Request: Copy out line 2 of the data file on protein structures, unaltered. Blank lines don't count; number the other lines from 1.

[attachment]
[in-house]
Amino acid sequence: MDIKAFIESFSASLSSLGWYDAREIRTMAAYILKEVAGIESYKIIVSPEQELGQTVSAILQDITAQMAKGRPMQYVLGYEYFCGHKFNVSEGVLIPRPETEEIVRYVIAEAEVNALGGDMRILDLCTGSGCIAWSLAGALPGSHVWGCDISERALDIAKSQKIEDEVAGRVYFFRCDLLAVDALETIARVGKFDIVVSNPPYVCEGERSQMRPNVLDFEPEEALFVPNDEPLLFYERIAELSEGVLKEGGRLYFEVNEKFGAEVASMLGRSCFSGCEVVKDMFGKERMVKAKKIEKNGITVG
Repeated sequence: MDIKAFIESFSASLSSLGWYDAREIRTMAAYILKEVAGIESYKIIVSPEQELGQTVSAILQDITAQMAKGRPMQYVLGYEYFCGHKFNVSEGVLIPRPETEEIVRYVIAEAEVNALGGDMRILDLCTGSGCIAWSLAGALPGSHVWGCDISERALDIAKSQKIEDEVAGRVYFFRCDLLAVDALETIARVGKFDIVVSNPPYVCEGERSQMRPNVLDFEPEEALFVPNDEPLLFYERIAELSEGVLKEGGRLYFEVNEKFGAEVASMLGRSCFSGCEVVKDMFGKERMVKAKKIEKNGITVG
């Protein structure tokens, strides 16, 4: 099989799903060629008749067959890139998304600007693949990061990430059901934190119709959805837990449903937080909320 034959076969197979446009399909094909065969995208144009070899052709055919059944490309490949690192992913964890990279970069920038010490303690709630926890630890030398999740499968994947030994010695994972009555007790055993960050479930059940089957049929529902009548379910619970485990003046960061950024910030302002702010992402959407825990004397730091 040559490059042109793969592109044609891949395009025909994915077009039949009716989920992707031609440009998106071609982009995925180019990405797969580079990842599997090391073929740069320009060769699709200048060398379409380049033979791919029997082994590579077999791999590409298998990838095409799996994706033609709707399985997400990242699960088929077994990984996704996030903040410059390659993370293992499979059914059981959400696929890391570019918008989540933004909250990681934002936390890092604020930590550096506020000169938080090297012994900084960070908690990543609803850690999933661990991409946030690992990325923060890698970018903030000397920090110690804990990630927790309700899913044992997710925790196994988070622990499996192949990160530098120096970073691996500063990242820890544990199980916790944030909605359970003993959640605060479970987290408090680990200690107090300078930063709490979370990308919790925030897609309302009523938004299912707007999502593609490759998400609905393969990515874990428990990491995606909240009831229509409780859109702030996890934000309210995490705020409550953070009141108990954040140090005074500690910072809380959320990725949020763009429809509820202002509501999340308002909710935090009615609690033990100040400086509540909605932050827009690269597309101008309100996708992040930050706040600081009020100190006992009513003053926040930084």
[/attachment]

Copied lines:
Amino acid sequence: MDIKAFIESFSASLSSLGWYDAREIRTMAAYILKEVAGIESYKIIVSPEQELGQTVSAILQDITAQMAKGRPMQYVLGYEYFCGHKFNVSEGVLIPRPETEEIVRYVIAEAEVNALGGDMRILDLCTGSGCIAWSLAGALPGSHVWGCDISERALDIAKSQKIEDEVAGRVYFFRCDLLAVDALETIARVGKFDIVVSNPPYVCEGERSQMRPNVLDFEPEEALFVPNDEPLLFYERIAELSEGVLKEGGRLYFEVNEKFGAEVASMLGRSCFSGCEVVKDMFGKERMVKAKKIEKNGITVG